The Catholic bishops of Minnesota have published guidelines regarding gender identity and Catholic schools, emphasizing the Catholic mission of schools and the Church’s doctrinal teaching on sexuality and identity.
“The Catholic school is committed to providing a safe environment that allows students to flourish academically, physically, and spiritually. Catholic schools are obliged to provide an education and resources consistent with Catholic teaching,” the guidelines state.
Catholic education has as its foundation “the God-given irrevocable dignity of every human person.”
The guidelines use the term “sexual identity” in a way that is synonymous with “biological sex,” and they state that Catholic school students will be referred to by names and pronouns that reflect their sexual identity.
Students will also be allowed to use only those facilities (such as bathrooms or locker rooms) and participate in single-sex sports and activities that align with their sexual identity, rather than cwith their chosen gender identity.
Referencing the book of Genesis, the Catechism of the Catholic Church, and Pope Francis, that document then states that God created each person “in His own image, in the image of God he created them; male and female he created them” and that “God uses the body to reveal to each person his or her sexual identity as male or female.”
“A person’s embrace of his or her God-given sexual identity is an essential part of living a fulfilled relationship with God, with oneself, and with each other,” the document states.
“The physical, moral, and spiritual differences between men and women are equal and complementary. The flourishing of family life and society depend in part on how this complementarity and equality are lived out,” it adds.
The guidelines were presented Feb. 20-21 during a seminar for priests and Catholic educators in the Archdiocese of St. Paul and Minneapolis.
The document explains that schools will be responsible for communicating their particular policies regarding sexual identity “to each student in a way that is respectful of and consistent with each student’s God-given sexual identity and biological sex.”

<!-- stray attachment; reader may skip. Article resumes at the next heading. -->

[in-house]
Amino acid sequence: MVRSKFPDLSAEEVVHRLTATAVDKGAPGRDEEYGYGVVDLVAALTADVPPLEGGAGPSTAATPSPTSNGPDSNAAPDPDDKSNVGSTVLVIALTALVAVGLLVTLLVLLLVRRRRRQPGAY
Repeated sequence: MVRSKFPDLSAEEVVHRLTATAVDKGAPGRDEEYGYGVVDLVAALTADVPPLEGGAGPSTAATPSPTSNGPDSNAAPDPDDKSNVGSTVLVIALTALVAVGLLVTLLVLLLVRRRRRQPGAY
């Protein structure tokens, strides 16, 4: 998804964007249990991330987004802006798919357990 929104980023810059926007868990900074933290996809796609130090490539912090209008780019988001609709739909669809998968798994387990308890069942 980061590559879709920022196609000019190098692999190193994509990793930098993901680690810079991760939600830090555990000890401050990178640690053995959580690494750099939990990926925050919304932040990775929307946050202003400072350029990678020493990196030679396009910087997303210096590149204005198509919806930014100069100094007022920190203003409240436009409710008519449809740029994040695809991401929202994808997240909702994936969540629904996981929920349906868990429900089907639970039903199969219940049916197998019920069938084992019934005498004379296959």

The Minnesota document comes one month after Bishop Thomas Paprocki issued pastoral guidelines on the issue of gender identity for the Diocese of Springfield, Illinois.
The guidelines are similar to the pastoral recommendations made by Paprocki, who noted that “the presentation of this truth must be made with love,” while the diocese must also communicate clear policies that reflect the faith of the Catholic Church.
While guidelines have now been issued for several dioceses, the U.S. Conference of Catholic Bishops has thus far remained quiet on the issue.
“Gender identity is an issue that the education committee has begun discussing, but at this time, there isn’t anything to release,” Chieko Noguchi, director of public affairs for the U.S. bishop’s conference, told CNA in response to questions about whether the national bishops’ conference plans to issue nationwide guidelines.
Noguchi added that because the bishops’ committee meetings are private, she could not comment on whether the bishop have already begun working on a document on transgenderism.
According to The Catholic Spirit, Minnesota bishops and the state Catholic conference began working on statewide guidelines in 2015, when Pope Francis began addressing the issue of gender identity in his encyclicals and exhortations.
The state’s bishops officially adopted the guidelines in June 2019, the same month that the Vatican’s Congregation for Catholic Education released a document entitled “Male and Female He Created Them,” which denounced so-called gender theory and affirmed the principles of human dignity, difference, and complementarity.
“The denial of this (male-female) duality not only erases the vision of human beings as the fruit of an act of creation but creates the idea of the human person as a sort of abstraction who ‘chooses for himself what his nature is to be,’” the Vatican document stated.
CNA asked the Archdiocese of St. Paul and Minneapolis why the guidelines were publicly released 8 months after they were adopted, but has not received comment as of press time.
Auxiliary Bishop Andrew Cozzens of the Archdiocese of St. Paul and Minneapolis said at the introduction of Minnesota’s guidelines in February that he has had personal conversations with family members of those who identify as transgender, and that he knows the issue can be painful for those involved, The Catholic Spirit reported.
“A lot of times, when we’re in pain, we look for quick answers for that pain, and the culture wants to provide quick answers for that pain, but we know that the quick answer for that pain doesn’t ultimately bring healing,” Cozzens said.
“One of the things we have to do in our pastoral care is be willing to stand with people in their pain, and walk with them with an eye toward the greater good.”
According to The Catholic Spirit, Cozzens, who serves as the archdiocese’s vicar for Catholic education, said he and the state’s other bishops wanted to provide “practical clarity” on this issue to the parents who send their children to Catholic school and expect that they will be taught the truth according to the Catholic faith.
“(A)nd we knew that we had to do this in a way that’s calling people to a higher standard of these truths than our culture currently is, to help people get beyond the ideology and to the truth of who they are.”